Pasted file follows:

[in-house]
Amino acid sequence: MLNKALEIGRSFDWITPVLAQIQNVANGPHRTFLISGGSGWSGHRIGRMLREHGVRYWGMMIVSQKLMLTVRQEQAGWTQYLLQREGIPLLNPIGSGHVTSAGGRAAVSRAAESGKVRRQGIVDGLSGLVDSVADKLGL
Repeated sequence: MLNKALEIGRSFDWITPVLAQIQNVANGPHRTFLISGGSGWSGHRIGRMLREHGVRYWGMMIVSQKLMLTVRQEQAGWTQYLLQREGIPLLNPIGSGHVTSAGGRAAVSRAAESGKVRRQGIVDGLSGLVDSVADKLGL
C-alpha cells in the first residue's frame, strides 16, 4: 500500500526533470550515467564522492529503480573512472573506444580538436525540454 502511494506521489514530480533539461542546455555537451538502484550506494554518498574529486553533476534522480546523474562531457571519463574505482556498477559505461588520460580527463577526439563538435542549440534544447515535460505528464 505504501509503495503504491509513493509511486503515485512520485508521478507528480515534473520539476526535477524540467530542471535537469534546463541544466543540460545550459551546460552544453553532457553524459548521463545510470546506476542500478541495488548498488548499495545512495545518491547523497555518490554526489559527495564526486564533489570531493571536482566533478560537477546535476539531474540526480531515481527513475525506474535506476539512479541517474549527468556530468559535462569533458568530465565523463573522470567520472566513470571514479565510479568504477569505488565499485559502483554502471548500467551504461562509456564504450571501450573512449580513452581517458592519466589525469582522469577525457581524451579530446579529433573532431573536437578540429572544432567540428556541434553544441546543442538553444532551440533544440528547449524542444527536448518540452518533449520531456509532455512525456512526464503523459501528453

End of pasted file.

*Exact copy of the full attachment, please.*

[in-house]
Amino acid sequence: MLNKALEIGRSFDWITPVLAQIQNVANGPHRTFLISGGSGWSGHRIGRMLREHGVRYWGMMIVSQKLMLTVRQEQAGWTQYLLQREGIPLLNPIGSGHVTSAGGRAAVSRAAESGKVRRQGIVDGLSGLVDSVADKLGL
Repeated sequence: MLNKALEIGRSFDWITPVLAQIQNVANGPHRTFLISGGSGWSGHRIGRMLREHGVRYWGMMIVSQKLMLTVRQEQAGWTQYLLQREGIPLLNPIGSGHVTSAGGRAAVSRAAESGKVRRQGIVDGLSGLVDSVADKLGL
C-alpha cells in the first residue's frame, strides 16, 4: 500500500526533470550515467564522492529503480573512472573506444580538436525540454 502511494506521489514530480533539461542546455555537451538502484550506494554518498574529486553533476534522480546523474562531457571519463574505482556498477559505461588520460580527463577526439563538435542549440534544447515535460505528464 505504501509503495503504491509513493509511486503515485512520485508521478507528480515534473520539476526535477524540467530542471535537469534546463541544466543540460545550459551546460552544453553532457553524459548521463545510470546506476542500478541495488548498488548499495545512495545518491547523497555518490554526489559527495564526486564533489570531493571536482566533478560537477546535476539531474540526480531515481527513475525506474535506476539512479541517474549527468556530468559535462569533458568530465565523463573522470567520472566513470571514479565510479568504477569505488565499485559502483554502471548500467551504461562509456564504450571501450573512449580513452581517458592519466589525469582522469577525457581524451579530446579529433573532431573536437578540429572544432567540428556541434553544441546543442538553444532551440533544440528547449524542444527536448518540452518533449520531456509532455512525456512526464503523459501528453